William Farley is an American photographer. His works explore rural and urban landscapes, whose atmosphere resembles the one from a dramatic movie scene.
William Farley received his BFA from Maryland Institute College of Art, Baltimore, Maryland in 1969, majoring in Sculpture, and his MFA from California College of Arts and Crafts, Oakland, California in 1971, with major in Sculpture and minor in Film-making. He grew up in Braintree, Massachusetts in a family with a working class history. Farley was drafted in the army, and worked there as an illustrator. In college, as a task in class on history of the film, he had to make one. It turned out to be a success, and Farley found himself completely devoted to film.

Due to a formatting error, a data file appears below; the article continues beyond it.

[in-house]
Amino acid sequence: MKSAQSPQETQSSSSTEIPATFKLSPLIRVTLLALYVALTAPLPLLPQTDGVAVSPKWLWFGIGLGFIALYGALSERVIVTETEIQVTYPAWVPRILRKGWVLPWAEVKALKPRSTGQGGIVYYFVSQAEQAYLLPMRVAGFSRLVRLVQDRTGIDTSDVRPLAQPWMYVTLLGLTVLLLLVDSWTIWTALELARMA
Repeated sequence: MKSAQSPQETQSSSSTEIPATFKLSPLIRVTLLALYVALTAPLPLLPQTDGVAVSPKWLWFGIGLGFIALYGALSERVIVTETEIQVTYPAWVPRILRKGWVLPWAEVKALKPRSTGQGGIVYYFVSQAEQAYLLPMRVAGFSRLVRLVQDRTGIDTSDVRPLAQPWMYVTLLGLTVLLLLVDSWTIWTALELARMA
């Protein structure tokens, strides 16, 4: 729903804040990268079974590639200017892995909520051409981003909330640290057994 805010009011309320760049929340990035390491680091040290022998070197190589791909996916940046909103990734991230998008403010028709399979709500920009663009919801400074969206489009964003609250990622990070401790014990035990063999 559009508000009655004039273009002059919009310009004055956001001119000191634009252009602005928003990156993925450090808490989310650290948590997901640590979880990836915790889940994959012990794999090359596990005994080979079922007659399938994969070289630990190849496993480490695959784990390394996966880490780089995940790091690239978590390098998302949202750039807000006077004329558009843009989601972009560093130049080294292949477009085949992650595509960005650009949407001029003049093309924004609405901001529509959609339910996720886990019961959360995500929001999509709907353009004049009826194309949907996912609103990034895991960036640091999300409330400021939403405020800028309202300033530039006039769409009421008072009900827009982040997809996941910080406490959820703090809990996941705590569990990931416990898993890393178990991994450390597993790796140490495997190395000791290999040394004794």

Primarily a filmmaker, Farley discovered photography as a sort of natural evolution of his art. While the movie consists of moving pictures, photographs are subject matter captured in an instant. The Fog@Night series is void of human presence, as the artist concentrates on both urban and rural landscapes, which would be perfect as movie locations. All pictures are taken between the midnight and dawn. Farley seeks that untold, silent drama of an unseen world. There is no people in the photographs because of the deep instinct which goes beyond socialization process. That instinct lies deep within the artist. The goal of his photography is the beauty of the entire material world that surrounds us, the viewers are simply encouraged to go beyond their everyday rational mind, so they can be able to see this beauty.
He is represented by Dolby Chadwick Gallery in San Francisco, USA.
All images are courtesy of the artist.